Andrew Nash

Urban and Transport Planning

Andrew Nash

… is a Vienna-based transport planner working in the fields of active transport, railways and public transport. His most recent work focuses on applying advanced information and communications technology in transport and urban planning. He is a lecturer at ETH Zurich, and an experienced researcher working on proposals and projects with the ETH Zurich, the European Commission, Emch+Berger AG Bern, OpenTrack Railway Technology, AustriaTech, trenolab, and the Austrian Federal Ministry of Transportation (BMVIT). In his spare time he records parody music videos about transport.

Banedanmark TMS

Assisted in the development of an advanced railway traffic management system for Denmark’s railway infrastructure operator.

Resources for understanding the use of crowdsourcing in transport planning and operations.

ringstrasse 150 project

Mobile phone game and website designed to support improved bicycle planning and advocacy in Vienna.


Award-winning game and educational resources designed to support crowdsourcing and advocacy for improved public transport.


Andrew Nash has over 30-years experience in transport planning and policy development. He has lived in Vienna Austria since 2007 and has worked as an independent consultant on a wide variety of planning, research and communications projects. He has been a lecturer at ETH Zurich and BFI FH Wien. Between 2001 and 2007 Nash was a researcher at the ETH Zurich’s Institute for Transport Planning and Systems (IVT) focusing on public transport planning, railway operations, and the use of new technology in transport.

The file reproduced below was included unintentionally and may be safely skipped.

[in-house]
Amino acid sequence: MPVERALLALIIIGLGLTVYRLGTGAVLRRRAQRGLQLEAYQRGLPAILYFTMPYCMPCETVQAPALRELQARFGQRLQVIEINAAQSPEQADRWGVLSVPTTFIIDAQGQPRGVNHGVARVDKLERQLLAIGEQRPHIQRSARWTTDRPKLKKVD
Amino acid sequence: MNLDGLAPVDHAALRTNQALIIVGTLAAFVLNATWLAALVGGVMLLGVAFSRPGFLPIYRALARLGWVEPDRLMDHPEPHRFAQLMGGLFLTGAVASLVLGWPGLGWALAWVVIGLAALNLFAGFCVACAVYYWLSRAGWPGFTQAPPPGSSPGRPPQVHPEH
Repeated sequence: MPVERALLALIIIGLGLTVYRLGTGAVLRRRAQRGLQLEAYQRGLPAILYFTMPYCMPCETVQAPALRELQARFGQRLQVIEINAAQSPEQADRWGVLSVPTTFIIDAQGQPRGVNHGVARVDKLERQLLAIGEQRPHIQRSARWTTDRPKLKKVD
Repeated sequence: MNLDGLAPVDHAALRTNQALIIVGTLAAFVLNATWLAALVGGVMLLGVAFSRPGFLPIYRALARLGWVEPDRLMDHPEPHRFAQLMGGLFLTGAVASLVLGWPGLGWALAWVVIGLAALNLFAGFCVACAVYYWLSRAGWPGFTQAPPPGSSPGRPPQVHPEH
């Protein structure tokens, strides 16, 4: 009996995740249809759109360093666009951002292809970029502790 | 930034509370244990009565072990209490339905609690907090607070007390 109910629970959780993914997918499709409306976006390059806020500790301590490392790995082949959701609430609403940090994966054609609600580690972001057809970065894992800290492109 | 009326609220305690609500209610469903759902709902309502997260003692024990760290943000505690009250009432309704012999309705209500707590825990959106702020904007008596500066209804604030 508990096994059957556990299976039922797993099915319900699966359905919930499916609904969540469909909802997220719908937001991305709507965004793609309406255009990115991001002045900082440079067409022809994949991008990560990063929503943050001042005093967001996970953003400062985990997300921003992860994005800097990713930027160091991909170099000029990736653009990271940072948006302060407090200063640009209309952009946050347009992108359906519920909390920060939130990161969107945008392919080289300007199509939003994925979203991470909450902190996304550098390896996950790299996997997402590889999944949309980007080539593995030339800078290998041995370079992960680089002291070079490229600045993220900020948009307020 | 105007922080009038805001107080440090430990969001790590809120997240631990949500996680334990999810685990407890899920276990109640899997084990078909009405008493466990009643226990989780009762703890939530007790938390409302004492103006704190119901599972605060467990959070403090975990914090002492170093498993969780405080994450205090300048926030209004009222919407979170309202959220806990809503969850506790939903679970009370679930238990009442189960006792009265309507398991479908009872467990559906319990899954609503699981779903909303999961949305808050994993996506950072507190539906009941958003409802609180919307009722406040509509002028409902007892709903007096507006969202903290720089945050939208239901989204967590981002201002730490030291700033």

Before moving to Europe Nash served as executive director of the San Francisco County Transportation Authority, where he directed the city’s long-range transportation planning and financing programs. He also worked as a senior manager for Caltrain and the Santa Clara Valley Transportation Authority, and as a consultant with CDM Smith.

Nash was a leader in the San Francisco Planning and Urban Research Association (SPUR) and in Greenbelt Alliance. In 1990, he led an effort to draft and pass a citizen’s initiative requiring comprehensive planning for San Francisco’s waterfront. Nash was honoured by the San Francisco Women’s Transportation Seminar (WTS) as Member of the Year in 1989. He also received over 30,000 votes in an unsuccessful run for election to the Bay Area Rapid Transit (BART) District Board of Directors in 1992.

Nash is a registered professional civil engineer. He is a member of the US Transportation Research Board’s Public Involvement Committee, and Transport Issues in Major Cities Committee. He has advanced degrees in City and Regional Planning and Engineering from the University of California at Berkeley, Northeastern University, and obtained his BS degree in Civil Engineering from Rensselaer Polytechnic Institute.